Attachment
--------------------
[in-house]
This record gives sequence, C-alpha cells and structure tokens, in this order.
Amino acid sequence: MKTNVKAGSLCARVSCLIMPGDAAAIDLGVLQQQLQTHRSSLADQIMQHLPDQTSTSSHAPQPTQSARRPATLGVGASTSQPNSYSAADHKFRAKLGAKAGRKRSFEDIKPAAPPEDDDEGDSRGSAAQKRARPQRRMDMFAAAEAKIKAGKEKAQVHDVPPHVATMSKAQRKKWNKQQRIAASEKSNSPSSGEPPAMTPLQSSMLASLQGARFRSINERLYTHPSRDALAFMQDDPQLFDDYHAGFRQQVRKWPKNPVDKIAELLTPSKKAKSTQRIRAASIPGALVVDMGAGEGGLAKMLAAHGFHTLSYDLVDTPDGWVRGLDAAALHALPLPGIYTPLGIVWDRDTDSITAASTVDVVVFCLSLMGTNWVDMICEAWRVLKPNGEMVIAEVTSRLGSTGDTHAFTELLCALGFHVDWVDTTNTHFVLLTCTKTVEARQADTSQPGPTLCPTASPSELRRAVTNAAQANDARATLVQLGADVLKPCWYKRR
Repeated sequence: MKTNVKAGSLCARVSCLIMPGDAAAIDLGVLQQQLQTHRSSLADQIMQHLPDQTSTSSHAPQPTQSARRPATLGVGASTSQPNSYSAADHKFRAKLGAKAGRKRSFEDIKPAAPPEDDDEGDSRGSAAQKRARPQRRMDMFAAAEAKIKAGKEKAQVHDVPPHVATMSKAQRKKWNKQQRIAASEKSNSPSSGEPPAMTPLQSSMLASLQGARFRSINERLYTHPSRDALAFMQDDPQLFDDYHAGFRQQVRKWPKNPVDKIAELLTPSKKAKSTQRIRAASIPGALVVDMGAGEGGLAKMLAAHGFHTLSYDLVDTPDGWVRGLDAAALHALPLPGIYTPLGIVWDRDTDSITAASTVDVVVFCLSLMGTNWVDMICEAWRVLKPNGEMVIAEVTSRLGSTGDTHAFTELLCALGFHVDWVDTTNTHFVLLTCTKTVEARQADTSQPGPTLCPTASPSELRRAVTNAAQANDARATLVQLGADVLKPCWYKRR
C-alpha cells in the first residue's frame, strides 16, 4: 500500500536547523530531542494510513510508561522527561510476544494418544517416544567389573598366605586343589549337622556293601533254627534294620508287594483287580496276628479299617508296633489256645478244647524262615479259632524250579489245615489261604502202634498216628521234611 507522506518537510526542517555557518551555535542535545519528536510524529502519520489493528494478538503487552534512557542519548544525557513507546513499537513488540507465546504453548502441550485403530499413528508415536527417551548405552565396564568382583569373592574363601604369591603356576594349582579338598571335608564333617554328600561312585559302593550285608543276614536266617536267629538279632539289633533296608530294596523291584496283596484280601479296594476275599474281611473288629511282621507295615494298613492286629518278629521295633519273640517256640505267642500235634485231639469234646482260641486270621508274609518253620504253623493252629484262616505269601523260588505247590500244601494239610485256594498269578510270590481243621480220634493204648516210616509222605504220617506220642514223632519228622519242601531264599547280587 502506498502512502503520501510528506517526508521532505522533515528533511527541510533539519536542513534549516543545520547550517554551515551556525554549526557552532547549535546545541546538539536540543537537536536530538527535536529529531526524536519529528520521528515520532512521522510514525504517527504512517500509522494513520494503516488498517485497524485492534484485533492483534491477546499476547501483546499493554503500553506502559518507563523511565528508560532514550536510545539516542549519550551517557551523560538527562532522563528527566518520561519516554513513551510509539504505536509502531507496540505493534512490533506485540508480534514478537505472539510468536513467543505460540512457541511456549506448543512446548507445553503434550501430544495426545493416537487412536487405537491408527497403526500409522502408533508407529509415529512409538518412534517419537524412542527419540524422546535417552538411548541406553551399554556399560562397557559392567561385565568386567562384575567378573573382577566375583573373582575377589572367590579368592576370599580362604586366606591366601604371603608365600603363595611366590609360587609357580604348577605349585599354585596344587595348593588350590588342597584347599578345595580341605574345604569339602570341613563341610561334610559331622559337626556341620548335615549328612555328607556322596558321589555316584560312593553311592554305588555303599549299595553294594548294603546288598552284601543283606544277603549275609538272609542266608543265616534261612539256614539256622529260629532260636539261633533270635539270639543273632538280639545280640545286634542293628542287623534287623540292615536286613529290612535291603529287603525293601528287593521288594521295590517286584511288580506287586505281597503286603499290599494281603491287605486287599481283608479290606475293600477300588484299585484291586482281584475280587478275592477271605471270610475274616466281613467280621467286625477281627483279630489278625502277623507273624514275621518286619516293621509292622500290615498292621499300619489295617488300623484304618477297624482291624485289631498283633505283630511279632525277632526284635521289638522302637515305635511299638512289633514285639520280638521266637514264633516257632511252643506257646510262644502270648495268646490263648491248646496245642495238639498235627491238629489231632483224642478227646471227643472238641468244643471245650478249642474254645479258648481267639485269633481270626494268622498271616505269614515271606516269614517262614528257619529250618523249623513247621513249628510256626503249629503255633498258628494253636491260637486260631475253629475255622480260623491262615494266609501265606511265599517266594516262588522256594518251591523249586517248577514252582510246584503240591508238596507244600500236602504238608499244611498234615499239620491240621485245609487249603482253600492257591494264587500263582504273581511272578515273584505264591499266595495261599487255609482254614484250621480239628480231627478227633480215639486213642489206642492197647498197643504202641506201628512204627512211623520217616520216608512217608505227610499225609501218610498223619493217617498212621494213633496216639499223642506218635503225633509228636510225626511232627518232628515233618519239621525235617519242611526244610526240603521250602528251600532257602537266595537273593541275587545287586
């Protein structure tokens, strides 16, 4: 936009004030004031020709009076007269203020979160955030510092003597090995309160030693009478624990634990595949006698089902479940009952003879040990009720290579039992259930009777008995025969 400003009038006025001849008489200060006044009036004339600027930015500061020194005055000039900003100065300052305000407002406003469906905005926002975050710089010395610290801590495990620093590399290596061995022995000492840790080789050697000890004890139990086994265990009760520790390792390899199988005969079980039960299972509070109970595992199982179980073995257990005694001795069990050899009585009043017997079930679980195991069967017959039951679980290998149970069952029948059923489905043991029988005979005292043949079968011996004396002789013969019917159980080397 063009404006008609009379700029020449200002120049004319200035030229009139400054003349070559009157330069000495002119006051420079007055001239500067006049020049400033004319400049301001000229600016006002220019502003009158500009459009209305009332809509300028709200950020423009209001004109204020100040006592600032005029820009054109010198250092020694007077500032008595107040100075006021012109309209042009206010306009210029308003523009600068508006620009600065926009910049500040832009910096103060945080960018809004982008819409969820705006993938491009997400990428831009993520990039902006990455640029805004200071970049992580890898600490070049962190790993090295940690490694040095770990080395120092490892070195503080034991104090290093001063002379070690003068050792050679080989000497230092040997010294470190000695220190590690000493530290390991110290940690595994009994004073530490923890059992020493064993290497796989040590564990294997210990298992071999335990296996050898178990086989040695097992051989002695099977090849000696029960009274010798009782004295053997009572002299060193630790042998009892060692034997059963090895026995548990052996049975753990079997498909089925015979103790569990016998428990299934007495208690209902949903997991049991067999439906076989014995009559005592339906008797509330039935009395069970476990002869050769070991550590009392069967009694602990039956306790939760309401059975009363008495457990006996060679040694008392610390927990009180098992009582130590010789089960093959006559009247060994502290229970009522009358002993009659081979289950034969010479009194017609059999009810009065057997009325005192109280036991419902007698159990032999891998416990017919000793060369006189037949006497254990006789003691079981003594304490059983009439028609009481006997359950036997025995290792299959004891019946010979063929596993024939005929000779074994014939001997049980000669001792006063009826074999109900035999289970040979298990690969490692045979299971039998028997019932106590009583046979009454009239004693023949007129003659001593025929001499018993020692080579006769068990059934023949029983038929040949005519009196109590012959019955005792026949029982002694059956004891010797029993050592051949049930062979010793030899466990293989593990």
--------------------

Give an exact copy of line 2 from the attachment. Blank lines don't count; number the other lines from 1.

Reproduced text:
This record gives sequence, C-alpha cells and structure tokens, in this order.